By Michael Hurley, CBS Boston
BOSTON (CBS) — The Red Sox threw their very best at the Houston Astros. It wasn’t good enough.
Though we love nothing more around these parts to point fingers and complain about managerial decisions, this ALDS proved beyond a doubt that such activity is not needed at this time. The Astros were, unequivocally, from one through 25, the better team.
If it hadn’t already been made clear, we witnessed on Monday as the Astros won the game against Boston’s best arms. A solo home run off Chris Sale in the eighth, and a pair of RBI hits off Craig Kimbrel in the eighth and ninth innings decided this game. The two best Boston pitchers couldn’t secure the win.
In crunch time of Game 4 — just as it had been for the majority of the series — the Houston Astros were better.
In this one, it was Alex Bregman launching the homer off Sale, Josh Reddick singling home the go-ahead run off Kimbrel, and Carlos Beltran doubling the much-needed insurance run in the ninth. All three were big-time hits in big-time spots. It’d be difficult to argue the Red Sox could have thrown anything better at the Astros.
Yes, it’s baseball, where any and every decision can and will be questioned. And yes, Sale did appear to be struggling to hit his spots in the seventh inning. It could be argued that despite his brilliance to that point, the combination of bench coach Gary DiSarcina, pitching coach Carl Willis and the almost-certainly-surreptitiously-managing John Farrell (who had been ejected protecting Dustin Pedroia in the second inning) should have decided to pull Sale before the start of the eighth inning.
But the fact that Kimbrel — the only Red Sox pitcher more reliable than Sale all year long — eventually served up the hit that allowed the go-ahead and winning runs to score does dampen any argument that Kimbrel should have come in earlier.
It could be argued that the Red Sox should have turned to Addison Reed in the eighth inning, considering that’s why he was acquired in the first place. But instead, the Red Sox chose to go with their best. The Astros were better.
It was the resounding theme of the series. Though David Price and Hanley Ramirez breathed life into the Red Sox in Game 3, the Astros were utterly dominant for the first 20 innings of the series. They hammered Red Sox starting pitching — to the tune of a 12.71 ERA and 2.559 WHIP. That’s the same Red Sox rotation that posted a collective 4.06 ERA and 1.291 WHIP during the regular season.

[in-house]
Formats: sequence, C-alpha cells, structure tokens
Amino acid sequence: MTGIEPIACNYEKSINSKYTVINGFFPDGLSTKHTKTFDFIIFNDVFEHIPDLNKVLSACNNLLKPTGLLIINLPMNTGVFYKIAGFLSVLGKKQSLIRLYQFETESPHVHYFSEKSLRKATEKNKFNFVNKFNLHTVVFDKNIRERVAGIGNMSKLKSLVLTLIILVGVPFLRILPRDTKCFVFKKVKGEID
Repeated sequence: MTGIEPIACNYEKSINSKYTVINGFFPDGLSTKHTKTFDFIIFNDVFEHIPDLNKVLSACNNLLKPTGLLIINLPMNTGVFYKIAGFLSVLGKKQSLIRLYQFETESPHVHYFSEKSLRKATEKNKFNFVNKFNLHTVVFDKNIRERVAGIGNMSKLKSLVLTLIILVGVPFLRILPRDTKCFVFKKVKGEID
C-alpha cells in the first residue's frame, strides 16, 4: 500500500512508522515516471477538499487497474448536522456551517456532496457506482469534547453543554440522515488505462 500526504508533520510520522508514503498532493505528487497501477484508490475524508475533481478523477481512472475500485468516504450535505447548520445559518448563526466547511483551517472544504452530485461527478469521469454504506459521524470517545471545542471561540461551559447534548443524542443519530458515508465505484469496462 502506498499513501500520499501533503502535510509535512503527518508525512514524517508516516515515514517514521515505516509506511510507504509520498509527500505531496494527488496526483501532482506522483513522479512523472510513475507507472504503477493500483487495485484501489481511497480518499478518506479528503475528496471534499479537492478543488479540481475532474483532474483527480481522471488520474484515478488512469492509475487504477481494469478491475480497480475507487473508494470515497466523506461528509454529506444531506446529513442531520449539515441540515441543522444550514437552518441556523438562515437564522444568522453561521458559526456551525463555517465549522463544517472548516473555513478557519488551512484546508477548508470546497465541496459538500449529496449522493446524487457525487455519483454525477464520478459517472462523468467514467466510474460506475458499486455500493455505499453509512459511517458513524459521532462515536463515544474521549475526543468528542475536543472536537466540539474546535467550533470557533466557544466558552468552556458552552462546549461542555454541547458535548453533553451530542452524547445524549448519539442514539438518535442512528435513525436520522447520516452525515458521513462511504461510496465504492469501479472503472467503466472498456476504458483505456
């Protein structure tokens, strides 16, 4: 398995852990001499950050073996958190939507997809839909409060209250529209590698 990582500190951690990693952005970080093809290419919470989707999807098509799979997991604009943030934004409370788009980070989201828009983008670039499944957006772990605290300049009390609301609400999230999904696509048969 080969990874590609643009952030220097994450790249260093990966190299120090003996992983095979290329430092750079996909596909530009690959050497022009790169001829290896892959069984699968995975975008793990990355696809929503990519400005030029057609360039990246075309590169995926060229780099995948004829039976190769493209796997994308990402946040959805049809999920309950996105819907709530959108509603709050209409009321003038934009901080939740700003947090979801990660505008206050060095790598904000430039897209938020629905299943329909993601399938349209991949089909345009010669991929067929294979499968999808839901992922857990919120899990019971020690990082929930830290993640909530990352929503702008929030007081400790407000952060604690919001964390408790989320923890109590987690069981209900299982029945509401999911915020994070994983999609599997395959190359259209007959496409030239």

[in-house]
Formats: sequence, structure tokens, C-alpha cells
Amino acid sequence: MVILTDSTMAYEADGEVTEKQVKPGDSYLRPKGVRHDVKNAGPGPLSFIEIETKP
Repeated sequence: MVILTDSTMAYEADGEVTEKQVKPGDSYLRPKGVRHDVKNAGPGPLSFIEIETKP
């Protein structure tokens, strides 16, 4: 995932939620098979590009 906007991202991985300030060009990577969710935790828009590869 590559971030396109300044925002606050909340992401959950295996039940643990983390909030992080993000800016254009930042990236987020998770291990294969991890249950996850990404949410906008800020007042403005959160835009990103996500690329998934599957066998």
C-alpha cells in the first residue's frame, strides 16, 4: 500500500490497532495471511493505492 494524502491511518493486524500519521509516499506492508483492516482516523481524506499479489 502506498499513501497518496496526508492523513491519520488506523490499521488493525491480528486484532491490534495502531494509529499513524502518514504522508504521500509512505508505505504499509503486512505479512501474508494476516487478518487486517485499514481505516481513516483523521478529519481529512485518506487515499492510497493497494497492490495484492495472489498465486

Kimbrel, who posted a minuscule 0.681 WHIP this season, allowed five base runners in his two innings of work. You could argue that he didn’t perform, because he didn’t. But it’d be difficult to build any sort of case that he should not have been on the mound with the season on the line. When he entered in the eighth, nobody thought that he’d be getting pulled in the ninth.
Pitching was supposed to be a strength for Boston. Houston’s offense was better.
Defense hurt Boston too, particularly in Game 4. Mookie Betts opted for a foot-first slide to get in front of a line-drive single by Yuli Gurriel to lead off the second. Betts missed, thus giving three free bases to Gurriel, who scored later in the inning. Rafael Devers misplayed a hard-hit ground ball in the sixth, and though Sale was able to pitch out of it, the error did force him to throw a handful of extra pitches. Considering fatigue seemed to eventually catch up to Sale, a defensive miscue like that shouldn’t be forgotten.
And it wouldn’t be a Red Sox loss without somebody running into an out on the basepaths. In Game 4, it was Mitch Moreland getting the green light from third-base coach Brian Butterfield on a Hanley Ramirez single in the bottom of the third. Moreland was out by three full strides.
On the positive end, if the Red Sox proved anything over the 18 innings played at Fenway Park in this series, it’s that they at least belonged on the same field as the Astros. After consecutive 8-2 beatdowns in Games 1 and 2, that was not a widely held belief. But with Andrew Benintendi’s two-run, go-ahead homer off Justin Verlander in the bottom of the fifth, and with Devers’ inside-the-park home run in the bottom of the ninth, the Red Sox showed they could fight.
Ultimately, it wasn’t enough. Because the Astros were the better baseball team.
In the regular season, Sale will either win the Cy Young or finish second in voting. Kimbrel struck out 126 batters in 69 innings while converting 35 saves and earning five wins.
The Red Sox put all their faith in their best pitchers. The Astros, undeterred, beat them. It was by no means easy, but in doing so, they made it clear that the better team will be moving on to the ALCS.